3. A stirring thermometer assembly for photographic use providing for rapid response to the temperature of the liquids in which it is used comprising a casing having fully enclosed side walls, including an upper portion and a separable lower portion, an indicia bearing member of resilient material located within said casing, a thermometer tube secured to said indicia bearing member, the wall of said casing opposite the face of said indicia bearing member being transparent for reading said temperature therethrough, said upper portion of said casing including parallel spaced raised portions on the interior thereof adapted to engage and support said indicia bearing member in flexed condition for resiliently supporting said thermometer tube within said casing in .cushioned relation therewith, said lower portion having apertures in its walls and bottom providing for passage of said liquids into the interior of said casing in direct contact with said bulb for rapid response to the temperature of said liquids and for ready drainage of said casing,
said casing including also a non-circular base on its exterior adapted to prevent said casing from rolling.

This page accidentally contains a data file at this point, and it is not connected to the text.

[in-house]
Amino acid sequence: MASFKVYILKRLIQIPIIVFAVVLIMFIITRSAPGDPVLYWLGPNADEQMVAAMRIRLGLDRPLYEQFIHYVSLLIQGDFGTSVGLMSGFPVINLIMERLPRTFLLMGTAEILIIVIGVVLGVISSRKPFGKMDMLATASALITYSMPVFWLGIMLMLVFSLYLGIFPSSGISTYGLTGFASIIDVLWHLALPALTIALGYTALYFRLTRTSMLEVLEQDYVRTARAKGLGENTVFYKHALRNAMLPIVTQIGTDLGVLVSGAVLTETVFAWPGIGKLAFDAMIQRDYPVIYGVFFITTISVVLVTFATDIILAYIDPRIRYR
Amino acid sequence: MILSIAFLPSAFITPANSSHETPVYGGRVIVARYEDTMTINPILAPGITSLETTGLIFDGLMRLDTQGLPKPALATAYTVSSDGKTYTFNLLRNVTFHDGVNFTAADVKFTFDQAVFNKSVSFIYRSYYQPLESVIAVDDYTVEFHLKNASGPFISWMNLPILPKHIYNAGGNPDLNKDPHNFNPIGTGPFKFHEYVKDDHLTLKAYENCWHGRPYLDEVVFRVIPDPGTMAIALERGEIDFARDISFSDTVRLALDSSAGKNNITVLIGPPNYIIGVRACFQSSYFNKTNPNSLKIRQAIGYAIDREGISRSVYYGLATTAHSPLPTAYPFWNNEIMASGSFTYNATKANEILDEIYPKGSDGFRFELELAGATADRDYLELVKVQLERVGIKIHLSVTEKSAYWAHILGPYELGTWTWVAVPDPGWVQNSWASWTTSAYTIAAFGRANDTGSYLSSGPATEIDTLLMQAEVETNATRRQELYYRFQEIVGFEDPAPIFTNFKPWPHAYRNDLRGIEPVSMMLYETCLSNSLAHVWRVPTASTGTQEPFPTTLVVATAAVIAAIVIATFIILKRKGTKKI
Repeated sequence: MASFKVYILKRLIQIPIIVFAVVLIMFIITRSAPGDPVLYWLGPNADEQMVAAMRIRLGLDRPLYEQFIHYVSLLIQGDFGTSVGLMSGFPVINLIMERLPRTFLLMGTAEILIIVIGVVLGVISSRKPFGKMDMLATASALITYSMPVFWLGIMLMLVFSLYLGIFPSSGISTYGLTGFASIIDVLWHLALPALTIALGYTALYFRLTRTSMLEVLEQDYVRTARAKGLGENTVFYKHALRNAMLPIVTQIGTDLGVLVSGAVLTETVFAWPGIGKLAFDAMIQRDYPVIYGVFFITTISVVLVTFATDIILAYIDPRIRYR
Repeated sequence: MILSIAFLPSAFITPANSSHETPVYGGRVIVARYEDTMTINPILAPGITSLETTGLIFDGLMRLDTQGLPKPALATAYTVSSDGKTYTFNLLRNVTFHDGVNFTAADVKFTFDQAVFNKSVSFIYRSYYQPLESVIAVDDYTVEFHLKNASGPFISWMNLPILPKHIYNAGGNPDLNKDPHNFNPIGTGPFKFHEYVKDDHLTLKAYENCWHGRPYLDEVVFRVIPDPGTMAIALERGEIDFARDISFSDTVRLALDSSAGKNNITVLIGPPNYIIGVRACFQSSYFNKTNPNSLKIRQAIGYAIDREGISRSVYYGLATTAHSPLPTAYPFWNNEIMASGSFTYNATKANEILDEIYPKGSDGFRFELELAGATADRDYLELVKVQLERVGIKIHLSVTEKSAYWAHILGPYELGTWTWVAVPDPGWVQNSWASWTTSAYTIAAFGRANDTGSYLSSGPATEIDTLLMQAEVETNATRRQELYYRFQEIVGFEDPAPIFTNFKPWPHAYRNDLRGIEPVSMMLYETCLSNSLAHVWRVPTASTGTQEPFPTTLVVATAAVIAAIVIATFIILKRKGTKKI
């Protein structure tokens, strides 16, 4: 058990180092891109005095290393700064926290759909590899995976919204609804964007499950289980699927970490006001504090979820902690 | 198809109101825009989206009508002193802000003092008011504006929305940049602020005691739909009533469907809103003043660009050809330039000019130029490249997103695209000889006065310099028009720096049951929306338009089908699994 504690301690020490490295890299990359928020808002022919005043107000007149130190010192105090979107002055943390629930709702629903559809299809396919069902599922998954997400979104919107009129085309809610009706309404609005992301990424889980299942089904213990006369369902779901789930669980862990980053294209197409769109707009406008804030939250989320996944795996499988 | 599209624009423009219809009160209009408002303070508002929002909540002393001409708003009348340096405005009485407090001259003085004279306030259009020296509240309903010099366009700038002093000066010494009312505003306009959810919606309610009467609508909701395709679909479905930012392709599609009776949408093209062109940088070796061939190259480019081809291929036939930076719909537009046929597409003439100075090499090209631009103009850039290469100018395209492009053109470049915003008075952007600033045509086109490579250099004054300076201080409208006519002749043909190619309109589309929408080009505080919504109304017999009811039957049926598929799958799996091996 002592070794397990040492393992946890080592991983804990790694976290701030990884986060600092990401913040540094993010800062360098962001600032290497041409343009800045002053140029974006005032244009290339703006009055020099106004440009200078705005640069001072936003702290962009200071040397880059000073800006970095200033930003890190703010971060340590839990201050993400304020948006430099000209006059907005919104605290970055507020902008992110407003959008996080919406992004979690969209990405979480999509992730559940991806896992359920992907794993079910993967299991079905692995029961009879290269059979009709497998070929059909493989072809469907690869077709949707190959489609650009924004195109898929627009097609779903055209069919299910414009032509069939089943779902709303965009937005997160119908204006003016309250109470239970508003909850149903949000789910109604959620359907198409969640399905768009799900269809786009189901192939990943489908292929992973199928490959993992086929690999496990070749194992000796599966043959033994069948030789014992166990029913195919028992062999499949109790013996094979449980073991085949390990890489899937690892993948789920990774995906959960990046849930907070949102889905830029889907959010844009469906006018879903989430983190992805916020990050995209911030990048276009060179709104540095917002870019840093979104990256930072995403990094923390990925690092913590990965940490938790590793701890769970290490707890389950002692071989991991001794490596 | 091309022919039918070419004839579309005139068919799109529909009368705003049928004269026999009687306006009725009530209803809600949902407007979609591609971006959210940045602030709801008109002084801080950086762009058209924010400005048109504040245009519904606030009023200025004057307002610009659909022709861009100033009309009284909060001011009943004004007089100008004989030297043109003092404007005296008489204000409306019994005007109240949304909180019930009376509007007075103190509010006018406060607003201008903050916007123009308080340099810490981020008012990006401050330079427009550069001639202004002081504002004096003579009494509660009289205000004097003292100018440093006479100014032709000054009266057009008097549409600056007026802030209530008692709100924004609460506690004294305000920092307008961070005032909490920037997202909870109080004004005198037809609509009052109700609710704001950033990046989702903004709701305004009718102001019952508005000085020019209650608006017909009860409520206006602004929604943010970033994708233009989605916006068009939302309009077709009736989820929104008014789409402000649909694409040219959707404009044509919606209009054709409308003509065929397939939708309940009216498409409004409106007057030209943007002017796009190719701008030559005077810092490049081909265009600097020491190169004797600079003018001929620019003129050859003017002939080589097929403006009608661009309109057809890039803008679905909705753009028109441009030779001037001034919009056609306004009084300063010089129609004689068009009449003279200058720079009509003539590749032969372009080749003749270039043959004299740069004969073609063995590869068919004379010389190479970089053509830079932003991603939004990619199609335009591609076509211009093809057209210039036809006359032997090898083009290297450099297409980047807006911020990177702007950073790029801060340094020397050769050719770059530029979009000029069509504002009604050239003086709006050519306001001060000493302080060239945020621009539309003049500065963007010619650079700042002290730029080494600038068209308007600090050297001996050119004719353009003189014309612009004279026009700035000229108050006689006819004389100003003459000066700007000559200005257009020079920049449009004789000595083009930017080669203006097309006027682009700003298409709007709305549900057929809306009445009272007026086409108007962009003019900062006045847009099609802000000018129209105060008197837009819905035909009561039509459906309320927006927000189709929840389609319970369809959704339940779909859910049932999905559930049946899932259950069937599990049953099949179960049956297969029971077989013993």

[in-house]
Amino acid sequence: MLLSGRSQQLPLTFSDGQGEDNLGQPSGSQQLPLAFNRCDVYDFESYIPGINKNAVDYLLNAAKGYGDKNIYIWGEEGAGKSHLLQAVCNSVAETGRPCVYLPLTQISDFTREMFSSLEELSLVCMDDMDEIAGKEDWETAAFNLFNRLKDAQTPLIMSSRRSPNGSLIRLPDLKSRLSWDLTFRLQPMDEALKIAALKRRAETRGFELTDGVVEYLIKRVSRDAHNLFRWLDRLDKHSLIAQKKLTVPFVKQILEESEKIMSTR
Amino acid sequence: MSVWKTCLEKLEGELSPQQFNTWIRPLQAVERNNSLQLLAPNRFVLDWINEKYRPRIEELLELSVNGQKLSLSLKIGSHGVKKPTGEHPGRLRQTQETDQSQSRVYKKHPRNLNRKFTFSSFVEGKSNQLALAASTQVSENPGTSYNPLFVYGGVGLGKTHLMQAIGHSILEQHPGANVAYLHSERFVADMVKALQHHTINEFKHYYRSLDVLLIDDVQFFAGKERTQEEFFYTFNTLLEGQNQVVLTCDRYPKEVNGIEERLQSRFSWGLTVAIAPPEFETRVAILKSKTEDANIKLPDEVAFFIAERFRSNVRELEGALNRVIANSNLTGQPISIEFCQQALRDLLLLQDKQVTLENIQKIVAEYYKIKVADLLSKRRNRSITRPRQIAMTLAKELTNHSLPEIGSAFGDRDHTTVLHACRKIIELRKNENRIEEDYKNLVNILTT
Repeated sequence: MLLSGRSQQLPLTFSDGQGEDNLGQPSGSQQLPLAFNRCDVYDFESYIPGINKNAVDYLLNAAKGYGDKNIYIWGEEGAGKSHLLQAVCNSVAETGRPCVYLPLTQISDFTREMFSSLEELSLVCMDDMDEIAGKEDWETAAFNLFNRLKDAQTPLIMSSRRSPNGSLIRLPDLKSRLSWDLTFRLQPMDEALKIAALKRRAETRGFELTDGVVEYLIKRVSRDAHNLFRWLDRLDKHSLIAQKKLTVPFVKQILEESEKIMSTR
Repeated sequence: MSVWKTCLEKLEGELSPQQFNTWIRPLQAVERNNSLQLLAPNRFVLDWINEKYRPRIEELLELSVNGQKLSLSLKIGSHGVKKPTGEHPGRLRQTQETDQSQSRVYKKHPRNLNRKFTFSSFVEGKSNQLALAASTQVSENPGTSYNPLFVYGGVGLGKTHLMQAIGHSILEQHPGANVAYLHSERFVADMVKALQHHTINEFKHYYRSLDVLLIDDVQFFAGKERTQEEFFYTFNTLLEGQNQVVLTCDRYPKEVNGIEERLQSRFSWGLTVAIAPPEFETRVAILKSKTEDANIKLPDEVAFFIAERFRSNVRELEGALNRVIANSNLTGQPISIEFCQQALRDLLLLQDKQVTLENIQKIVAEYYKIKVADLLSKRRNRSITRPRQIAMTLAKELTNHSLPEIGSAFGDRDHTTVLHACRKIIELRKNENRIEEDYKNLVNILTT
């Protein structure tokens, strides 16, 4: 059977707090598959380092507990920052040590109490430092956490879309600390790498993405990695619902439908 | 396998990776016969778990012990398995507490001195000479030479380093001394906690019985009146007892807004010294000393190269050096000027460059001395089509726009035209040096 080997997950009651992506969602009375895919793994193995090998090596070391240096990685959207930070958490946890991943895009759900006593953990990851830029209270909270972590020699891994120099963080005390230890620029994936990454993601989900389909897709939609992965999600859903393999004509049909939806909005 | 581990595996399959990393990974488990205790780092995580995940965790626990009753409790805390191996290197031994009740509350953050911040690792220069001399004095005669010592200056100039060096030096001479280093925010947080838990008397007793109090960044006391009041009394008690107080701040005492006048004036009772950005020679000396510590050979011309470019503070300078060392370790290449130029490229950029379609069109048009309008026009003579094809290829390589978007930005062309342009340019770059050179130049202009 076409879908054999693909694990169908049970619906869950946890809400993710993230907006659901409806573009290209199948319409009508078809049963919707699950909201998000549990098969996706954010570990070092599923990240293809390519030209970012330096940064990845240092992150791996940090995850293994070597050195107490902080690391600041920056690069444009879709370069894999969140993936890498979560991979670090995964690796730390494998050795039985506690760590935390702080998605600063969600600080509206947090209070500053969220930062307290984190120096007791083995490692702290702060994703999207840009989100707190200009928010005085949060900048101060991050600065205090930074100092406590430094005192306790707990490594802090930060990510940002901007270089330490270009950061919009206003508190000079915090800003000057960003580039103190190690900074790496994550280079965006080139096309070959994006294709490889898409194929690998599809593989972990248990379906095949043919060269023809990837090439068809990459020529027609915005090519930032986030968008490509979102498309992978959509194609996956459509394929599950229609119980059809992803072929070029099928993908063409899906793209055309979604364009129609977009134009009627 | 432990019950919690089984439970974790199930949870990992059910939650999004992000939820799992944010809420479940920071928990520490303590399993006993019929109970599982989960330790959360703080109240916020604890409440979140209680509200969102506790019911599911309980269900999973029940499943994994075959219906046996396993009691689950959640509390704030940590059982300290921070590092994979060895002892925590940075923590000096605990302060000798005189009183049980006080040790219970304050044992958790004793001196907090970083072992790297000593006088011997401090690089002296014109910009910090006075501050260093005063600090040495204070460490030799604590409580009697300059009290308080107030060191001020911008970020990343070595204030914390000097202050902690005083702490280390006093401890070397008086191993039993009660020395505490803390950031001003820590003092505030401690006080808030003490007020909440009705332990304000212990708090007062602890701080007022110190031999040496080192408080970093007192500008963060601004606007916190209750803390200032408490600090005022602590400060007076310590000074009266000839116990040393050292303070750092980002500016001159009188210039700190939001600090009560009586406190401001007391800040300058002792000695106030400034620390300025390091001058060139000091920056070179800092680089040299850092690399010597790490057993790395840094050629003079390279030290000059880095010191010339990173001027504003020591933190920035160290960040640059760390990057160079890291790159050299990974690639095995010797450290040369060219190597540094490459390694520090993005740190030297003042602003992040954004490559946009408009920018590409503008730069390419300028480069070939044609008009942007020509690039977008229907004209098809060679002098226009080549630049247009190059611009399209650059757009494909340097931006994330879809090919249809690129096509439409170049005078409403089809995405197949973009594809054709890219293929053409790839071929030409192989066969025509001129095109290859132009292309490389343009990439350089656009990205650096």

4. A four piece assembly for a photographic thermometer providing for supporting the thermometer tube in cushioned relation with the casing, adapted to be assembled in operating condition by fitting the parts together in predetermined position determined by the construction of the parts, comprising a two piece casing having an upper portion and a lower portion adapted to be press-fitted together, each of said portions being open at both ends, an indicia bearing member of resilient material within said casing, a thermometer tube secured to said indicia bearing member, said upper casing portion having a pair of opposed channels, said indicia bearing member being received in said channels in flexed condition with the thermometer bulb extending therebelow, said lower casing portion having a plurality of projecting portions extending partially across the lower opening for 6 supporting the bulb of said thermometer and fixing the position of said tube wholly within said casing in substantially suspended condition therein for protecting said tube from breakage by shocks or jars while providing for ready passage of fluids into and out of said casing in direct contact with said thermometer bulb.